Museum of Cambridge seeks to ‘develop its retail experience’ – how have other museums done this well?

…and what can Cambridge’s smaller museums learn from it?

This is something I’ve been pondering for years, and follows on from an earlier blogpost here.

The item about what is effectively a museum shop is at section 4.2 of the Museum of Cambridge’s Strategy Plan 2022-27which you can read here.

In their own words:

“Our retail offering is a key aspect of our visitor experience; it is one of the first things a visitor encounters when they enter our site. Our retail space needs to reflect the Museum’s identity, activity, and exhibitions, and we will ensure our offer links to seasonal considerations such as half terms, religious and cultural festivals, and annual holidays.

We plan to create a unique retail experience that reflects who we are and what we do. It is important to us that we showcase local makers, stories, and experiences. We will also explore the potential of a profitable online retail offering, to earn much-needed funds as well as provide a retail experience for those who cannot visit us in person.”

Museum of Cambridge Strategic Plan 2022-27

I’m not going to claim any retail expertise – I’m the worst sales person in the world. Or rather it’s not one of my strengths. It never has been. My political views are too strong when things go wrong! There are, however, some things worth looking at in terms of how heritage and retail have both evolved over the decades I’ve known of what is still for me the Cambridge and County Folk Museum as Enid Porter, the long term curator in the mid-20th Century envisioned it. There’s also a responsibility on the trustees to ensure that the retail offer serves the Museum, and not the other way around – to the extent it diminishes the brand.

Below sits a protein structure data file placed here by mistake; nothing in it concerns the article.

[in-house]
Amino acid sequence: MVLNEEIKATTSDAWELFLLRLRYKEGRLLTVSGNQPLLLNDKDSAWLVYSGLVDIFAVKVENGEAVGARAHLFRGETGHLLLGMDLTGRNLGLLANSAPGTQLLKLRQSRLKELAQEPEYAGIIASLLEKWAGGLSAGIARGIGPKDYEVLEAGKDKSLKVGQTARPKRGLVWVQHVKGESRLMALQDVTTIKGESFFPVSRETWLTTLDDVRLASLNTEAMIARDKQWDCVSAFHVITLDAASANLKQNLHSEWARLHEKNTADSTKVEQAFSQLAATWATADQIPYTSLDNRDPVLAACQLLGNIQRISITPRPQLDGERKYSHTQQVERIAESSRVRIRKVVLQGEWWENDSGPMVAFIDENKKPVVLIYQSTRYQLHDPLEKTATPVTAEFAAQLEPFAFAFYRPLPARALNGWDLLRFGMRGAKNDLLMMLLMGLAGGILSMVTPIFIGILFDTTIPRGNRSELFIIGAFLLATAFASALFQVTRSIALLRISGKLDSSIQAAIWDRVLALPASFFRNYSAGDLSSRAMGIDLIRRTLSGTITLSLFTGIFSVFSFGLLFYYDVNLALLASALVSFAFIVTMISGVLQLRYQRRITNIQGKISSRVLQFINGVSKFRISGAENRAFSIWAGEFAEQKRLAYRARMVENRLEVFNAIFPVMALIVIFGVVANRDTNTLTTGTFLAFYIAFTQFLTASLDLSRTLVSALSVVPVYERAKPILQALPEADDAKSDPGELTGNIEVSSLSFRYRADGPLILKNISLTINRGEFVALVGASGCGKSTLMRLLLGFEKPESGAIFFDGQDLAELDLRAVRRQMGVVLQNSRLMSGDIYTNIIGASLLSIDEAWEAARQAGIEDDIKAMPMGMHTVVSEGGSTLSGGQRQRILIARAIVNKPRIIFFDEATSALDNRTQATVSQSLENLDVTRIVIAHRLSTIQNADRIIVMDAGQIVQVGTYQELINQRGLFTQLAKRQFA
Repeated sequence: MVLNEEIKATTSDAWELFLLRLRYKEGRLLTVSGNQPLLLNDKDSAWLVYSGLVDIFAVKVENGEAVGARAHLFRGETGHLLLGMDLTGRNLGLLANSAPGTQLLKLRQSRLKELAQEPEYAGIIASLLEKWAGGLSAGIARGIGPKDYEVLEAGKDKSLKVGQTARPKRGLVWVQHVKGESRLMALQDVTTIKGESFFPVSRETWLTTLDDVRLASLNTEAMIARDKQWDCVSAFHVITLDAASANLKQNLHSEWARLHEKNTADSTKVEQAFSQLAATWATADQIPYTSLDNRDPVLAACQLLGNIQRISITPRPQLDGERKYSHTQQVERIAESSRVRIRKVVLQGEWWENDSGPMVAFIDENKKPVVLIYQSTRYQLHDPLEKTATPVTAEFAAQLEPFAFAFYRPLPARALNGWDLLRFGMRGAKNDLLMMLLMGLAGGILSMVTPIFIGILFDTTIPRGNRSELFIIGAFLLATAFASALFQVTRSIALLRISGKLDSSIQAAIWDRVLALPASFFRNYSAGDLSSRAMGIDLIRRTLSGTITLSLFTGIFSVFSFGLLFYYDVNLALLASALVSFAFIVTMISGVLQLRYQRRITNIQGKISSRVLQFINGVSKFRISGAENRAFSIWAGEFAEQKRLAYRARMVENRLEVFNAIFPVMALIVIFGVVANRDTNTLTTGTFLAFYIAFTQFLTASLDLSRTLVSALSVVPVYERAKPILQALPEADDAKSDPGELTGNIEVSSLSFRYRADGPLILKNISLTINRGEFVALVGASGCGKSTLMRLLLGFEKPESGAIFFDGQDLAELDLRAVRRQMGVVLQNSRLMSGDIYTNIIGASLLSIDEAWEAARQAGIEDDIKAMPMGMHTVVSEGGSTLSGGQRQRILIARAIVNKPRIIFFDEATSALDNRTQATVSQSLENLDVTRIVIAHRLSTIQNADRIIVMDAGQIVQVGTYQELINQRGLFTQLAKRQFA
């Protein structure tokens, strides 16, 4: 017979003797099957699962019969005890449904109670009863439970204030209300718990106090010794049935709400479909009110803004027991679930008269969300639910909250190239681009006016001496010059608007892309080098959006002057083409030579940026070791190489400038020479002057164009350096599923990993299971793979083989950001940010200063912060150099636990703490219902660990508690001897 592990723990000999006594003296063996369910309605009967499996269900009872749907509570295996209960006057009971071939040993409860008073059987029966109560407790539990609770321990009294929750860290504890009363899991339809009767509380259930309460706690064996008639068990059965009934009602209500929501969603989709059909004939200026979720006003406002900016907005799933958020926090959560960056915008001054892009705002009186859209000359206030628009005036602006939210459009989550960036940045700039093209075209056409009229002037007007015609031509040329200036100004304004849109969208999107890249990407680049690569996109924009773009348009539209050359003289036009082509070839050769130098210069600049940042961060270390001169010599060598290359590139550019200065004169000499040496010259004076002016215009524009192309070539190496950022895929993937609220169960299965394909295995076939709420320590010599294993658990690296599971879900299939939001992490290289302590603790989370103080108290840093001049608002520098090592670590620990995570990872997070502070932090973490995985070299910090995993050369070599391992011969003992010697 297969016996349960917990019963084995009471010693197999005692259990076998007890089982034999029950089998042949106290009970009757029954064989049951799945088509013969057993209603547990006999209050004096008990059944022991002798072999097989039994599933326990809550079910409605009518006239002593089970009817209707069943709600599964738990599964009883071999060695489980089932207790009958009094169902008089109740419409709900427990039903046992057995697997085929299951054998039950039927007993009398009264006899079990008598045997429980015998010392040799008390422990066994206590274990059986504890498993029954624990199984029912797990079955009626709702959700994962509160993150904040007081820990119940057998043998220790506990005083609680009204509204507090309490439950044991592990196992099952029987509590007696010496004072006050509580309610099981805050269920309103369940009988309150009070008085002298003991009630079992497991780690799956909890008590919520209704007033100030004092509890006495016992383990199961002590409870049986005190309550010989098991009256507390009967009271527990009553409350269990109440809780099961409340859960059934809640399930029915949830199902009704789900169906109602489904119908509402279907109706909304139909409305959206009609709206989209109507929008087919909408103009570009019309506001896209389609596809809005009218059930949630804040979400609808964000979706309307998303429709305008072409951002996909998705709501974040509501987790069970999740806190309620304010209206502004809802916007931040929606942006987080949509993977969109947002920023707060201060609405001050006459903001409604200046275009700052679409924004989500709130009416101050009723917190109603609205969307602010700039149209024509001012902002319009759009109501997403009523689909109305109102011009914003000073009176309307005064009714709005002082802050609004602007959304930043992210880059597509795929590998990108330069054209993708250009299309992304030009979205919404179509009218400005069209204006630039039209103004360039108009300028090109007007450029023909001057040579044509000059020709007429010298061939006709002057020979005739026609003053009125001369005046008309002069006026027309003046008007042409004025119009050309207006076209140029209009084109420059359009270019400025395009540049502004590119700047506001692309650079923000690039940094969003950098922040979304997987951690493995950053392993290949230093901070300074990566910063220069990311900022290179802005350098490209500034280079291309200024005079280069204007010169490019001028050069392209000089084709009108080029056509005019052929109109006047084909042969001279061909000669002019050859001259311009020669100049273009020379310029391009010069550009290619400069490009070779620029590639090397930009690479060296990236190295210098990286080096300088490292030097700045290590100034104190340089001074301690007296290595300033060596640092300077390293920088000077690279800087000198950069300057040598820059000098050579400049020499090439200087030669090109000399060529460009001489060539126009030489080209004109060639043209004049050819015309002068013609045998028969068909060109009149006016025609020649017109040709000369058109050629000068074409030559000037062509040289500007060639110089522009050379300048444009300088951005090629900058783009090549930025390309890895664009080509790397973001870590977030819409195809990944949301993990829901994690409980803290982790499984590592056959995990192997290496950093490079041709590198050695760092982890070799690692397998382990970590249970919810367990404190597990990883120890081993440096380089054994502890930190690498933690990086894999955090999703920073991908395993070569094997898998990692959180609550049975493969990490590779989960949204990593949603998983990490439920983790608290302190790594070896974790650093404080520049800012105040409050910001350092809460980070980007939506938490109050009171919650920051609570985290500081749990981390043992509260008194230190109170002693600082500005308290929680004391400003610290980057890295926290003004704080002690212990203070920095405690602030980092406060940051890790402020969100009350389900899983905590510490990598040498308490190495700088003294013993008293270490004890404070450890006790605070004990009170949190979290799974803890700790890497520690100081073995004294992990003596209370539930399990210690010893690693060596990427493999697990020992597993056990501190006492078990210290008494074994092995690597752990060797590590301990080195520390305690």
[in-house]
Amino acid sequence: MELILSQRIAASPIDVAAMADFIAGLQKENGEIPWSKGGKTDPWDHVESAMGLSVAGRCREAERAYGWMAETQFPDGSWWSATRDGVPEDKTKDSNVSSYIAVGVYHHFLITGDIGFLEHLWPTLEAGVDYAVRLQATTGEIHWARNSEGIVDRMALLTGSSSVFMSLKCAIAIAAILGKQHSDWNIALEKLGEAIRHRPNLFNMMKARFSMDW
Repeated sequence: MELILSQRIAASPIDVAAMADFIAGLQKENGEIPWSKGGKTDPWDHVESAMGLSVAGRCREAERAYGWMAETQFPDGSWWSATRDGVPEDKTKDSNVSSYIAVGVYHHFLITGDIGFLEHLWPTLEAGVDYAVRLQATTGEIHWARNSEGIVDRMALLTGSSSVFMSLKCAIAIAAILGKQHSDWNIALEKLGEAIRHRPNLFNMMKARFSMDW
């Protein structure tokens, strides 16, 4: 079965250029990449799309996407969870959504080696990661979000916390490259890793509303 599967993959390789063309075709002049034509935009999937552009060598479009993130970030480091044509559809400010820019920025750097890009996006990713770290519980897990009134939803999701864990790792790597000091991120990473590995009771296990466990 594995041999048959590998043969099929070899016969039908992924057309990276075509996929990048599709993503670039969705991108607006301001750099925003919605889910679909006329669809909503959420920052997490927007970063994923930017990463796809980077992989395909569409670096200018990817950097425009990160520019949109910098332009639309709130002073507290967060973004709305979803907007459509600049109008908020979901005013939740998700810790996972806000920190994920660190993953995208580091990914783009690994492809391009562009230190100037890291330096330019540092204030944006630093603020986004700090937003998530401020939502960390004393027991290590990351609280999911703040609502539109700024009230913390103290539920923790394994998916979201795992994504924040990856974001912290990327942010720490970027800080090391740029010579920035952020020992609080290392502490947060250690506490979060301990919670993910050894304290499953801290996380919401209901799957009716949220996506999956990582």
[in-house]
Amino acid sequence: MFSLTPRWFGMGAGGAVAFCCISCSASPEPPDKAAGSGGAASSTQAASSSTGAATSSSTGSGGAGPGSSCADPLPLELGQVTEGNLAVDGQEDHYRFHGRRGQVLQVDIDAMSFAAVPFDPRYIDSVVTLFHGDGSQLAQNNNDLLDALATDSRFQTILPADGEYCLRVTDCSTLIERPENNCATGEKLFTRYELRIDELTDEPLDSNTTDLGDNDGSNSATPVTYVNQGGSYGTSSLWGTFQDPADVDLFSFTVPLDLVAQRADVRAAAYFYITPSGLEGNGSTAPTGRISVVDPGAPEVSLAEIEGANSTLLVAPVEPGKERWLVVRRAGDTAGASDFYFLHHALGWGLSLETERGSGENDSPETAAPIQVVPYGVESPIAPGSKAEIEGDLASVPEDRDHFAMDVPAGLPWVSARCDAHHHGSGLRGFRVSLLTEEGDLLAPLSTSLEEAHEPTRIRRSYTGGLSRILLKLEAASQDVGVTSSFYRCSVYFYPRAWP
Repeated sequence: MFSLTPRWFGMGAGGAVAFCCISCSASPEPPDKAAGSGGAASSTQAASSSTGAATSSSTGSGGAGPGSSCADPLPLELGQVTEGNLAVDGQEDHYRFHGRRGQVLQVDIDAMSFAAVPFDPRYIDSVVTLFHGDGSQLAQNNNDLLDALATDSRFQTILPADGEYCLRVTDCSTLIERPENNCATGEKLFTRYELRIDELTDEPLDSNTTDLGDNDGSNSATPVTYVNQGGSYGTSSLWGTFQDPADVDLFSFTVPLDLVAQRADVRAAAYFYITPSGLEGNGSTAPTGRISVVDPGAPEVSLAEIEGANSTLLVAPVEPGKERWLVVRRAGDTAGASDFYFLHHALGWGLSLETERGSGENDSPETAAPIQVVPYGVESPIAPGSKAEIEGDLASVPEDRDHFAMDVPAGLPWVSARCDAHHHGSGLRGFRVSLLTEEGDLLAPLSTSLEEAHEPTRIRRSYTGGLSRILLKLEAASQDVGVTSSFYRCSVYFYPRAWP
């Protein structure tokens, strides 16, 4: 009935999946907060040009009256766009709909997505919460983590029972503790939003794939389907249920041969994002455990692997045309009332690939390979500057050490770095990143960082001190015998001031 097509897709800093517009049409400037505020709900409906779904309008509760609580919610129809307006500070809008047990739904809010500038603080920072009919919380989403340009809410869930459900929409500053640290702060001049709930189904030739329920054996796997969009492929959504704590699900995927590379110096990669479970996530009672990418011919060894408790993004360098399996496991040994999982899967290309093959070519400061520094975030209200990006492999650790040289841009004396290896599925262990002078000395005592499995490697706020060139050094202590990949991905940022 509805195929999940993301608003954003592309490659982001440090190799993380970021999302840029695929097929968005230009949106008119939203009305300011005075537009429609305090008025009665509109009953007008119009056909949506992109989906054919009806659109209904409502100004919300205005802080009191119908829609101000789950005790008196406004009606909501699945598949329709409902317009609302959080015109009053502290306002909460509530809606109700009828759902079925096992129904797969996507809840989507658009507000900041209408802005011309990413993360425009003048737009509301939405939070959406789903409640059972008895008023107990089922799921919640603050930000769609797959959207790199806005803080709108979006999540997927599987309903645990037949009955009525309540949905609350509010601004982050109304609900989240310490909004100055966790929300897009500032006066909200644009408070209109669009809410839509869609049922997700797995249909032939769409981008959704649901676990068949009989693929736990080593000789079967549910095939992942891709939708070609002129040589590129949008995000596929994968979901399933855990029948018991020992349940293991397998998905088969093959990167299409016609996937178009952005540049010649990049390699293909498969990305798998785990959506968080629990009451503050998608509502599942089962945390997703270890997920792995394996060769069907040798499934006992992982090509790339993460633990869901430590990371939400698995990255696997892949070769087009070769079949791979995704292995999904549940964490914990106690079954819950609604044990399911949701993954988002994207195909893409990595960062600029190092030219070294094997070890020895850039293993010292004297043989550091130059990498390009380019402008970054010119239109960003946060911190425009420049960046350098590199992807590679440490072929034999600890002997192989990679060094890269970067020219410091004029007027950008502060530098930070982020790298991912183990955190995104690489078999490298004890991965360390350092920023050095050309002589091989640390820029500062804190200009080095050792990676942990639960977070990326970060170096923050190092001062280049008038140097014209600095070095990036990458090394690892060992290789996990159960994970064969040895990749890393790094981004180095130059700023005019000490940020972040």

There is a fine line between needing the extra income that a retail offer brings, and ‘tacky’

See the Houses of Parliament Shop. You’ll find some wonderful examples of tacky tourist tat that for me at least somewhat diminishes the standing of of the buildings and institution beyond what several MPs and Peers between them have managed over the years.

It’s even more of an issue when we think about the consumer waste and sustainability of materials used for products made for the tourist market. Think of where many of the mass-produced souvenirs are made for places like London for example. When is a souvenir of a place *really* a souvenir of a place? Even more so when we consider the working conditions of the people who make them – who may well be in sweatshop labour in some far-away country, working to the detriment of their own health and environment and for the profit of someone else.See Fashion Revolution for more on this.

Looking closer to home – the Fitzwilliam Museum